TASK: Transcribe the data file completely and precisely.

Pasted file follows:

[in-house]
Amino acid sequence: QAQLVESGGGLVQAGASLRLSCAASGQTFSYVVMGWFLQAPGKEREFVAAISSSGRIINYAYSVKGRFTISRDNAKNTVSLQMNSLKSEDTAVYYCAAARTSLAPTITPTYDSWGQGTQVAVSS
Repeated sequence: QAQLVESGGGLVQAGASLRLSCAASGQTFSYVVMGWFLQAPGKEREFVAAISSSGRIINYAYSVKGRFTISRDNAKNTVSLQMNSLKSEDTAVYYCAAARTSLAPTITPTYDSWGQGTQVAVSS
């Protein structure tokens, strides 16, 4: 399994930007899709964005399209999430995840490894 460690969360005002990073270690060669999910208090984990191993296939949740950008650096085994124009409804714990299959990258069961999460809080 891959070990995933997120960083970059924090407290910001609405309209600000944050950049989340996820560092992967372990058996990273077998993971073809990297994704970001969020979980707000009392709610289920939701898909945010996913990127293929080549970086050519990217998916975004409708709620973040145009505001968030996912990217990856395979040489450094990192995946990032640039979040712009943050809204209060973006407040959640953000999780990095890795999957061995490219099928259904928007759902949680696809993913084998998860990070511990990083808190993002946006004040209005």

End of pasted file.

[in-house]
Amino acid sequence: QAQLVESGGGLVQAGASLRLSCAASGQTFSYVVMGWFLQAPGKEREFVAAISSSGRIINYAYSVKGRFTISRDNAKNTVSLQMNSLKSEDTAVYYCAAARTSLAPTITPTYDSWGQGTQVAVSS
Repeated sequence: QAQLVESGGGLVQAGASLRLSCAASGQTFSYVVMGWFLQAPGKEREFVAAISSSGRIINYAYSVKGRFTISRDNAKNTVSLQMNSLKSEDTAVYYCAAARTSLAPTITPTYDSWGQGTQVAVSS
């Protein structure tokens, strides 16, 4: 399994930007899709964005399209999430995840490894 460690969360005002990073270690060669999910208090984990191993296939949740950008650096085994124009409804714990299959990258069961999460809080 891959070990995933997120960083970059924090407290910001609405309209600000944050950049989340996820560092992967372990058996990273077998993971073809990297994704970001969020979980707000009392709610289920939701898909945010996913990127293929080549970086050519990217998916975004409708709620973040145009505001968030996912990217990856395979040489450094990192995946990032640039979040712009943050809204209060973006407040959640953000999780990095890795999957061995490219099928259904928007759902949680696809993913084998998860990070511990990083808190993002946006004040209005």